The Future of the Republican Party

David Frum:

A generation ago, Republicans were dominant among college graduates. Those days are long gone. Since 1988, Democrats have become more conservative on economics – and Republicans more conservative on social issues. College-educated Americans have come to believe that their money is safe with Democrats – but that their values are under threat from Republicans. There are more and more college-educated voters.

So the question for the GOP is: Will it pursue them? This will involve painful change, on issues ranging from the environment to abortion. It will involve even more painful changes of style and tone: toward a future that is less overtly religious, less negligent with policy, and less polarising on social issues.

It will definitely be interesting going forward and seeing how the right reacts to this trouncing. Frum is of the post-boomer generation Republicans, and is also one of its most conservative voices – for better and worse. This generation, and even more so the conservatives from Gen X/Y, seems to be much more willing to ease up on the social conservativism. Still, I don’t see the boomers letting go of their culture war-loving strangle-hold just yet. Rush is still extremely popular and is not going to be easing up anytime soon, which does not bode well for the party. It will of course prove to be poison for them, which I suppose I should make me feel happy.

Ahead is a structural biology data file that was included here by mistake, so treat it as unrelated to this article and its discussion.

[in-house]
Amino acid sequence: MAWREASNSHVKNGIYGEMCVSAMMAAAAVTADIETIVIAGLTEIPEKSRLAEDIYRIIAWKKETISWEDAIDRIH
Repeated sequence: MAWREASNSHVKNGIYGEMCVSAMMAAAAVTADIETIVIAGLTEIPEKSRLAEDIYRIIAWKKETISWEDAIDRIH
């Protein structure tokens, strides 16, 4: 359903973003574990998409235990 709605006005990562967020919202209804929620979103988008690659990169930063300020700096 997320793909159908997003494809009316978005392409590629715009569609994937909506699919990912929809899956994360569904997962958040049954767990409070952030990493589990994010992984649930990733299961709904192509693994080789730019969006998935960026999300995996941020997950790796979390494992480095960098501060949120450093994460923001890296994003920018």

Still, I would like there to be a sensible economically and governmentally conservative opposition in this country. I’m not one of those worried that Obama and the newly blue congress is going to tax us to death and nail up a poster of Stalin on the door of the capital building. They’ll probably spend at least two years undoing the damage of Bush before they can get anything done anyway. But there is something admirable about sensibly cynical conservative voices such as Frum, and I’m even more optimistic about the voices of my generation such as Ross Douthat, Reihan Salam, Megan McArdle and others. I disagree with them more often than I agree, but their views are most often unique, well thought-out, and independent of any sense of sticking to the ‘party line’ (perhaps the most dreaded relic of the baby-boomer age).

I think we’ll see a civil war in the right, with the old guard fighting an unwinnable battle, as the culture war inevitably is. It’ll be a slow death, though, with its throes providing endless entertainment and headaches for the rest of us over the next few years.

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